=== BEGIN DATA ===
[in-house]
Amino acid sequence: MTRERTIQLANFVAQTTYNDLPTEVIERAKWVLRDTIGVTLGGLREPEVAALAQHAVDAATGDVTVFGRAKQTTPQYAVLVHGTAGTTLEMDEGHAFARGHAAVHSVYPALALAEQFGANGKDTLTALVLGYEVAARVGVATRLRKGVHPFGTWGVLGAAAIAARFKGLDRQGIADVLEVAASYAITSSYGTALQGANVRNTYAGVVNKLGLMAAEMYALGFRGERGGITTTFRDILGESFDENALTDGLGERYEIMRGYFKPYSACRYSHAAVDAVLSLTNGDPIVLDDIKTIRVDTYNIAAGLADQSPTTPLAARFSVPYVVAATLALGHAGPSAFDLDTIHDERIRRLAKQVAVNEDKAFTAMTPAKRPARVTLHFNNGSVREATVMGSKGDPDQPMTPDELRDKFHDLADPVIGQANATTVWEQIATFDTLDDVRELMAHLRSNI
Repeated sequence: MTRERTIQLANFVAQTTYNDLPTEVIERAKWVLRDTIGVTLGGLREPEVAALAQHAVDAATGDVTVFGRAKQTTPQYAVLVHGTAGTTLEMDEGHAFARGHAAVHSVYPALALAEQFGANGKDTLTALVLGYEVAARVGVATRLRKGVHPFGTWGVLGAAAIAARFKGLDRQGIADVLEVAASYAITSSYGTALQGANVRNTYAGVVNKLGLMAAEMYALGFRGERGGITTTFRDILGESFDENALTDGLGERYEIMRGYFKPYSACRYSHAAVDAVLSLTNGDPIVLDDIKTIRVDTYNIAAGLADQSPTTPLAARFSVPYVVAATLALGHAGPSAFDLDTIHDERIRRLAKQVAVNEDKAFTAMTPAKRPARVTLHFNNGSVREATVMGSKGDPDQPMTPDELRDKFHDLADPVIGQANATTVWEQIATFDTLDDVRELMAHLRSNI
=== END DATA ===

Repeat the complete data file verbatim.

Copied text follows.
[in-house]
Amino acid sequence: MTRERTIQLANFVAQTTYNDLPTEVIERAKWVLRDTIGVTLGGLREPEVAALAQHAVDAATGDVTVFGRAKQTTPQYAVLVHGTAGTTLEMDEGHAFARGHAAVHSVYPALALAEQFGANGKDTLTALVLGYEVAARVGVATRLRKGVHPFGTWGVLGAAAIAARFKGLDRQGIADVLEVAASYAITSSYGTALQGANVRNTYAGVVNKLGLMAAEMYALGFRGERGGITTTFRDILGESFDENALTDGLGERYEIMRGYFKPYSACRYSHAAVDAVLSLTNGDPIVLDDIKTIRVDTYNIAAGLADQSPTTPLAARFSVPYVVAATLALGHAGPSAFDLDTIHDERIRRLAKQVAVNEDKAFTAMTPAKRPARVTLHFNNGSVREATVMGSKGDPDQPMTPDELRDKFHDLADPVIGQANATTVWEQIATFDTLDDVRELMAHLRSNI
Repeated sequence: MTRERTIQLANFVAQTTYNDLPTEVIERAKWVLRDTIGVTLGGLREPEVAALAQHAVDAATGDVTVFGRAKQTTPQYAVLVHGTAGTTLEMDEGHAFARGHAAVHSVYPALALAEQFGANGKDTLTALVLGYEVAARVGVATRLRKGVHPFGTWGVLGAAAIAARFKGLDRQGIADVLEVAASYAITSSYGTALQGANVRNTYAGVVNKLGLMAAEMYALGFRGERGGITTTFRDILGESFDENALTDGLGERYEIMRGYFKPYSACRYSHAAVDAVLSLTNGDPIVLDDIKTIRVDTYNIAAGLADQSPTTPLAARFSVPYVVAATLALGHAGPSAFDLDTIHDERIRRLAKQVAVNEDKAFTAMTPAKRPARVTLHFNNGSVREATVMGSKGDPDQPMTPDELRDKFHDLADPVIGQANATTVWEQIATFDTLDDVRELMAHLRSNI